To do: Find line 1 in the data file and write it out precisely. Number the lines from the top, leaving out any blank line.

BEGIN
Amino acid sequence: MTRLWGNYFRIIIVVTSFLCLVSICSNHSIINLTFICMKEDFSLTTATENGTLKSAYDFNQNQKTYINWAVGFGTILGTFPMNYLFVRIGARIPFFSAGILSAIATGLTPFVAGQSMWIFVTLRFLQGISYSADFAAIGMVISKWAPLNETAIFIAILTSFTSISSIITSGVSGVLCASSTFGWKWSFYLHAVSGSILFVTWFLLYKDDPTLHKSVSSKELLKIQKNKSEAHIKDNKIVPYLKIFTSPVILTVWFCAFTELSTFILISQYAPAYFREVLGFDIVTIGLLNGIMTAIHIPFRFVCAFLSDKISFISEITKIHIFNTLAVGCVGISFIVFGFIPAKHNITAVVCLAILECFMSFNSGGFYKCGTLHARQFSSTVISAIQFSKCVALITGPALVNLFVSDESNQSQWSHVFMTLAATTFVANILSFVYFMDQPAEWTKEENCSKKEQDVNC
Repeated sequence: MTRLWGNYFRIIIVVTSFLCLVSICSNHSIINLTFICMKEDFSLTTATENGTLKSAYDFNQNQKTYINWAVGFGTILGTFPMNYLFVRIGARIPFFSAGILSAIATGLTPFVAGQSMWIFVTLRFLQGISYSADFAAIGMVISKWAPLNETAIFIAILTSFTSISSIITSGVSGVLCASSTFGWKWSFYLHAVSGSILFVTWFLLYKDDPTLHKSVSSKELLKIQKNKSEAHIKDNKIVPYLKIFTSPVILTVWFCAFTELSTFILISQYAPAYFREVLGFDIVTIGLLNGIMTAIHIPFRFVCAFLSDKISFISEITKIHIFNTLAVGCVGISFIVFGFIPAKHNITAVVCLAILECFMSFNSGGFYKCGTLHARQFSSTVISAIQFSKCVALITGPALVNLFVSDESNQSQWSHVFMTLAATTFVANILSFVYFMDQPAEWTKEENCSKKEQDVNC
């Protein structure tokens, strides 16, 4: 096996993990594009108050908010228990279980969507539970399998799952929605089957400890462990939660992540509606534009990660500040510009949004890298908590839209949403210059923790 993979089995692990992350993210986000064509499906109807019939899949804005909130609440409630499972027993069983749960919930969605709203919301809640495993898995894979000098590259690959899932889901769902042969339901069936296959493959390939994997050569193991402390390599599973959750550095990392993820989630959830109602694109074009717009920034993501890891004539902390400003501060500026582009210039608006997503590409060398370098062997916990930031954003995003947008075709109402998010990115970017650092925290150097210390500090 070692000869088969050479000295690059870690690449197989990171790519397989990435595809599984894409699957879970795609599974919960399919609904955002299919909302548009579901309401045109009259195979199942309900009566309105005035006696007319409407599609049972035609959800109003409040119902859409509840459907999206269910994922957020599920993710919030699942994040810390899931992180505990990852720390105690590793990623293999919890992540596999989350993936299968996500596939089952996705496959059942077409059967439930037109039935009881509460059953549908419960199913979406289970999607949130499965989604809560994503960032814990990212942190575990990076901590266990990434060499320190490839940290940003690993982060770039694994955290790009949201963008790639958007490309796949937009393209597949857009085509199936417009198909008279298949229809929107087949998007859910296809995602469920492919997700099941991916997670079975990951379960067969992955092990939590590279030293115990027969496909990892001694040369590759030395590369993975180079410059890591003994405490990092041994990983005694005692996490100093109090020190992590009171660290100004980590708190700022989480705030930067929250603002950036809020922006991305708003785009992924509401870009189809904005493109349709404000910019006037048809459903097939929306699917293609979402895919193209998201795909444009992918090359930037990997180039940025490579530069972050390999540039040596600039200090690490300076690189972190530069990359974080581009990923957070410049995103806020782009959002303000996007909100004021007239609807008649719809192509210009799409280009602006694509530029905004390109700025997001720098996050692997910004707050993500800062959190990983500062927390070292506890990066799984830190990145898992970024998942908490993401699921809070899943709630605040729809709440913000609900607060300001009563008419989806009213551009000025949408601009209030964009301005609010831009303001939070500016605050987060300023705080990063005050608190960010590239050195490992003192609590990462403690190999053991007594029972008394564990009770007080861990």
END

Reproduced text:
Amino acid sequence: MTRLWGNYFRIIIVVTSFLCLVSICSNHSIINLTFICMKEDFSLTTATENGTLKSAYDFNQNQKTYINWAVGFGTILGTFPMNYLFVRIGARIPFFSAGILSAIATGLTPFVAGQSMWIFVTLRFLQGISYSADFAAIGMVISKWAPLNETAIFIAILTSFTSISSIITSGVSGVLCASSTFGWKWSFYLHAVSGSILFVTWFLLYKDDPTLHKSVSSKELLKIQKNKSEAHIKDNKIVPYLKIFTSPVILTVWFCAFTELSTFILISQYAPAYFREVLGFDIVTIGLLNGIMTAIHIPFRFVCAFLSDKISFISEITKIHIFNTLAVGCVGISFIVFGFIPAKHNITAVVCLAILECFMSFNSGGFYKCGTLHARQFSSTVISAIQFSKCVALITGPALVNLFVSDESNQSQWSHVFMTLAATTFVANILSFVYFMDQPAEWTKEENCSKKEQDVNC